Showing posts with label chocolate. Show all posts
Showing posts with label chocolate. Show all posts

Sunday, April 20, 2014

Passover Chocolate Chip Cookie Bars #SundaySupper

These delicious cookie bars are so simple to make – just four ingredients - and are perfect as a snack or sweet treat during Passover when wheat flour and leavening agents are on the prohibited list. Or anytime of the year! 

This week Sunday Supper is celebrating with recipes for Passover and Easter. Since I already posted two Easter treats last week, I decided to step out of my comfort zone, do a little research and find a recipe that would be welcome at a Passover feast. The restrictions seem to be the same as keeping kosher, with the added prohibition of wheat, barley, rye, oats, and spelt flours. Almond flour, on the other hand, is just fine, not to mention nutty and delicious. I found this recipe on KosherEye.com, a great resource for kosher recipes and general advice. I wasn't about to start substituting or adapting in case I unwittingly messed up its Passover-friendly status!

Ingredients
2 cups or 200g ground almonds
1 cup, well-packed, or 200g dark brown sugar
2 eggs
1 cup or about 190g semi sweet chocolate chips, plus about 1/8 cup or 30g extra for topping

Method
Preheat your oven to 350°F or 180°C and grease your pan (9x9in or 23x23cm) or line it with parchment paper.  I almost always choose the parchment paper option because the cookie bars lift out so easily which makes cutting them a breeze.

Mix all of the ingredients together until they form a thick dough. You can do this by hand but it takes some arm power to get them to a good dough stage, so I used my stand mixer and just let that baby run on medium speed for a couple of minutes.


Spread the dough out in your prepared pan, making sure to fill in the corners.

It's a pretty stiff dough. 
Sprinkle the top with the extra chocolate chips.



Bake in your preheated oven for 23-28 minutes or until the edges and top are a light golden color. I was amazed by how tender and chewy these turned out. The original recipe called them miracle bars and I have to agree! They are absolutely wonderful not just for Passover, but any time of the year.


Let the cookie bars cool for a few minutes and then cut them into squares.



Enjoy!



If you are looking for Easter and Passover meal inspiration, check out these great links from my fellow Sunday Supper friends. This week our host is the lovely Alaiyo of Pescetarian Journal.

Breakfast/Brunch
Appetizers:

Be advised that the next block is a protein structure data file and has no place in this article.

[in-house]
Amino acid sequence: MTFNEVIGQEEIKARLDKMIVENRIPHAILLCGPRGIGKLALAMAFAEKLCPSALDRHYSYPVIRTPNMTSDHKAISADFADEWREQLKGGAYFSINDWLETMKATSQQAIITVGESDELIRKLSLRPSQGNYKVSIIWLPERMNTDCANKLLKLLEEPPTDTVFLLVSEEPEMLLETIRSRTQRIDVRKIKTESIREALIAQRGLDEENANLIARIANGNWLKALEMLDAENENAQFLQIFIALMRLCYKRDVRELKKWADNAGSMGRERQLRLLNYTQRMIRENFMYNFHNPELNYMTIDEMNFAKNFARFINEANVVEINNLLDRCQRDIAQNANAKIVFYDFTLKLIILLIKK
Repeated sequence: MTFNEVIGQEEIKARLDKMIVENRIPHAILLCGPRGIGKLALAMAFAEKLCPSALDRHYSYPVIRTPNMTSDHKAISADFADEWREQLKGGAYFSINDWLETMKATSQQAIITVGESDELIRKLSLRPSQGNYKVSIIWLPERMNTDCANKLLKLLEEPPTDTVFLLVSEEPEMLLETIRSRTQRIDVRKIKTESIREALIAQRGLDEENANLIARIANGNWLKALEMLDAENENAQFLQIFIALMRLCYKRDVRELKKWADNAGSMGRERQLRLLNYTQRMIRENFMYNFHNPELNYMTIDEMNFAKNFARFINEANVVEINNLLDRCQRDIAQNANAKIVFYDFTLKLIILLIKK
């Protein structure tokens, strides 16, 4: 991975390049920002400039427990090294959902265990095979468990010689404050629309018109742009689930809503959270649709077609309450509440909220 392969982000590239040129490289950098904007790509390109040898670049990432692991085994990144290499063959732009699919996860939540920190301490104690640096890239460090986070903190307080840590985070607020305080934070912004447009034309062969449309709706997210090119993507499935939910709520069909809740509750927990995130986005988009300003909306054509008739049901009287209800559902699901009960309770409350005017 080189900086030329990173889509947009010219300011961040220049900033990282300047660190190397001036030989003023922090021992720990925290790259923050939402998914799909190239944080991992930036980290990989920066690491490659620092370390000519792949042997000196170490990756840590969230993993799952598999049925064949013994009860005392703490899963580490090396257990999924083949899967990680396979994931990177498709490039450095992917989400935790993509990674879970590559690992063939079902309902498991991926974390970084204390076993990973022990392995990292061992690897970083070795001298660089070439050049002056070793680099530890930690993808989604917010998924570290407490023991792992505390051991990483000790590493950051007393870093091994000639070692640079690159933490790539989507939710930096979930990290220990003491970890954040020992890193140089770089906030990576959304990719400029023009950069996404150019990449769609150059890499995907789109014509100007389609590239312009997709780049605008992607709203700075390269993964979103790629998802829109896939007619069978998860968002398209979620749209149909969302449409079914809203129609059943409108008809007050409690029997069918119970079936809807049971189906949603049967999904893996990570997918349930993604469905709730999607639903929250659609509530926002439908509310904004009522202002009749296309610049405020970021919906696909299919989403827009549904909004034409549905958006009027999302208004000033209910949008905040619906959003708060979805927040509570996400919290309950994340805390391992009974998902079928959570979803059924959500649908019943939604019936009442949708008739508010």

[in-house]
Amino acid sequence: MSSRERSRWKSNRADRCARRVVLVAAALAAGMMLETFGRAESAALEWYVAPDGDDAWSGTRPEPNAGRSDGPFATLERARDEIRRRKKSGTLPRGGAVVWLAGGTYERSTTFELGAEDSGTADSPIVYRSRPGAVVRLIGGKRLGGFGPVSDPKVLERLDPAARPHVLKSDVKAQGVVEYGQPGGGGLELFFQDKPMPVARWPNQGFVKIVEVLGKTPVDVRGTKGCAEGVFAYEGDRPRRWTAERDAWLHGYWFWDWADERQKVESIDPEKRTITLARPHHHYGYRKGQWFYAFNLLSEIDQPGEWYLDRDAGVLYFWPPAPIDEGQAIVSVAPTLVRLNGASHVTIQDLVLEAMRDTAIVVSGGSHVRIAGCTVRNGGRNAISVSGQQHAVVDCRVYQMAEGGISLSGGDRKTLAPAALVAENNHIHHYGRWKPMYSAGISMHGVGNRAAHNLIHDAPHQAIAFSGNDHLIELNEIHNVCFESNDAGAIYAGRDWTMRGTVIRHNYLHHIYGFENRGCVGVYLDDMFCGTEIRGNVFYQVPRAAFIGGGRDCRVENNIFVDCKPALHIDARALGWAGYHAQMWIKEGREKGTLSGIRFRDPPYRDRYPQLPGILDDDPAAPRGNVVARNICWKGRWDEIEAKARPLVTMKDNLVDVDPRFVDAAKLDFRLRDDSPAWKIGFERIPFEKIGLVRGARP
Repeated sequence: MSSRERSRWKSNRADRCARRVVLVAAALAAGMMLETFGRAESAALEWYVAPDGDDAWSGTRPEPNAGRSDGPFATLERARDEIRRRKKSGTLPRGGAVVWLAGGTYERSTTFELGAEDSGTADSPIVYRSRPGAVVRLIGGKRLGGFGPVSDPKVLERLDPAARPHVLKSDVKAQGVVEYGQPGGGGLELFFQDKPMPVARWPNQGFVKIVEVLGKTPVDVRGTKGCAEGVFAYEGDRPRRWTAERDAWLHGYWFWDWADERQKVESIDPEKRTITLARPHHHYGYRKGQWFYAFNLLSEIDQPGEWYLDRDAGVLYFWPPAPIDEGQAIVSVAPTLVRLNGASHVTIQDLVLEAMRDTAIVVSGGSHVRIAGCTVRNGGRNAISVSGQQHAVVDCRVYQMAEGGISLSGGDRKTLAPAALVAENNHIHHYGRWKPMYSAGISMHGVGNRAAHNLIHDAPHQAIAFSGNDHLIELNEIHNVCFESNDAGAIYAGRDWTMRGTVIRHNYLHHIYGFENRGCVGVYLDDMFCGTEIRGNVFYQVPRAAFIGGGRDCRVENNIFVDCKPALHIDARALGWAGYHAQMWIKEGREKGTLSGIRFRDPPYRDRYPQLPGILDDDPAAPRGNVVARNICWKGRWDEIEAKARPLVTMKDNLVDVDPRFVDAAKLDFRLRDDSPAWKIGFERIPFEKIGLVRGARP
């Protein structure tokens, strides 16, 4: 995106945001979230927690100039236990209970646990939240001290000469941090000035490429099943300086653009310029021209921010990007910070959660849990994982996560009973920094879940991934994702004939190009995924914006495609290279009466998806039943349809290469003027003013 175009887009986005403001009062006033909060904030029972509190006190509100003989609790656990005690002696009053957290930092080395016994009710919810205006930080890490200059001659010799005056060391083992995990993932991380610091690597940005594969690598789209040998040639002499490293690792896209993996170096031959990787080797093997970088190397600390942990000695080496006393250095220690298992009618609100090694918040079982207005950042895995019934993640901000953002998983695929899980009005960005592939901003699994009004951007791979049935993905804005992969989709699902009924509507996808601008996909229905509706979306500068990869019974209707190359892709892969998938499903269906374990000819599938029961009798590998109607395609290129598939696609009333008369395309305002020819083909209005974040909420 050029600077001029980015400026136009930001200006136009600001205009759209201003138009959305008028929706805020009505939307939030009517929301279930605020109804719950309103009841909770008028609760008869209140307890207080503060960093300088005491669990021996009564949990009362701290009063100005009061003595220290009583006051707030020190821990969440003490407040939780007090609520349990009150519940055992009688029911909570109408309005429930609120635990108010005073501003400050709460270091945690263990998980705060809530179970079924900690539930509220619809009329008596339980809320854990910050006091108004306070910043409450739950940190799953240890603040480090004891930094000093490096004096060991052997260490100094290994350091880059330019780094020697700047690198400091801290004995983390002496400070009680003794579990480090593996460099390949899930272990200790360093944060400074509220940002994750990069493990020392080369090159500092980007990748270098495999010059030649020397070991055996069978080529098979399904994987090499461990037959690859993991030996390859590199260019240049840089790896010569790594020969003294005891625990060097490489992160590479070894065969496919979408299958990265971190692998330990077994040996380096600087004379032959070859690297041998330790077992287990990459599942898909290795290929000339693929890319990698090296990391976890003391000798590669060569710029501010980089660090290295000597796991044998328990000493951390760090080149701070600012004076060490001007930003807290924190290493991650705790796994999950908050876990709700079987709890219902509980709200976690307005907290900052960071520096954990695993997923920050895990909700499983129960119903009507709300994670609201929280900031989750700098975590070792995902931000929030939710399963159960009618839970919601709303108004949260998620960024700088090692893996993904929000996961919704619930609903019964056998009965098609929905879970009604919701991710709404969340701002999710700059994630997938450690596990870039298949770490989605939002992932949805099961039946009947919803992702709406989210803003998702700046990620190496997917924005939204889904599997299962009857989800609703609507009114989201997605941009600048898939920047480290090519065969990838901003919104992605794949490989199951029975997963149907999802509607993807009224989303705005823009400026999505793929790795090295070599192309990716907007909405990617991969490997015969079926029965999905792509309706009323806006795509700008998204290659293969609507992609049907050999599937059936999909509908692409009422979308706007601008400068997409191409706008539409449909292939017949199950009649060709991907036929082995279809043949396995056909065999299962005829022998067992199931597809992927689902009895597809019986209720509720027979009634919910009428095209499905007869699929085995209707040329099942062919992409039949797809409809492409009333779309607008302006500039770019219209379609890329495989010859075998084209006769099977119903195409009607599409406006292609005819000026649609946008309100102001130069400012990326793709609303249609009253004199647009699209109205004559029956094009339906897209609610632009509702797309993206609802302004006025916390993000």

Savory and Sweet Breads:
Sides and Salads:
Main Dishes:
Desserts:


Sunday Supper MovementJoin the #SundaySupper conversation on twitter on Sunday! We tweet throughout the day and share recipes from all over the world. Our weekly chat starts at 7 p.m. ET. Follow the #SundaySupper hashtag and remember to include it in your tweets to join in the chat. Check out our #SundaySupper Pinterest board for more fabulous recipes and food photos. Would you like to join the Sunday Supper Movement? It’s easy. You can sign up by clicking here: Sunday Supper Movement.


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Thursday, February 27, 2014

Chocolate-filled Chocolate Cookies

This recipe comes from a cookbook I haven’t picked up in ages, Jamie Oliver’s Happy Days with the Naked Chef. Of course, Jamie called them Chocolate Biscuits with Soft Chocolate Centres. I’m sharing these for Belleau Kitchen’s Random Recipe Challenge merged this month with the Chocolate Log Blog’s We Should Cocoa challenge, cohosted this month by both Dom and Choclette.



The rules are the same as normal Random Recipe Challenges. Choose a cookbook at random, make the first recipe you open to, except this month, it is make the first chocolate recipe you open to. I like to make my life simple, so I used Eat Your Books to choose both. Click on the graphic for full details.



Ingredients
2/3 cup or 145g butter, softened at room temperature
3/4 cup or 145g sugar
1 whole egg
2 cups or 250g flour
1 tablespoon baking powder
1/2 teaspoon baking soda
1/2 teaspoon salt
Scant 1/3 cup or 30g cocoa powder
3 1/2 oz or 100g chocolate bar (milk, white or dark) I used chocolate mint.

Method
Grease a large baking sheet or line it with baking parchment. Cream the butter and sugar together until pale and fluffy.

Whisk your flour, baking powder, baking soda and salt together in another mixing bowl.


Beat the egg into the butter/sugar mixture.


Add in the cocoa powder and the flour to make a soft dough. Beat until completely combined.


Wrap it in cling film and put it in the refrigerator for about 30 minutes.


When the dough is ready, preheat your oven to 350°F or 180°C.

Roll the dough into small balls about 1 inch or 2 centimeters across and break your chocolate bar into small squares.

Press them out into circles on your prepared cookie sheet, making sure to leave a good space between them for rising while baking.

Top each circle with a piece of chocolate.



Add another dough ball on top and press out to cover the chocolate.



Bake for 10 minutes in your preheated oven. These cookies are delicious as is but would also be great for ice cream sandwiches!


Enjoy!




***This post has an affiliate link, which means I earn some small change if you click on the Amazon link and buy.**
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Tuesday, February 4, 2014

Chocolate Peanut Butter Braid #TwelveLoaves

Chocolate yeast dough and peanut butter yeast dough, braided together, make a wonderful loaf. Two very different flavors that complement each other, intertwined so each bite contains a piece of both.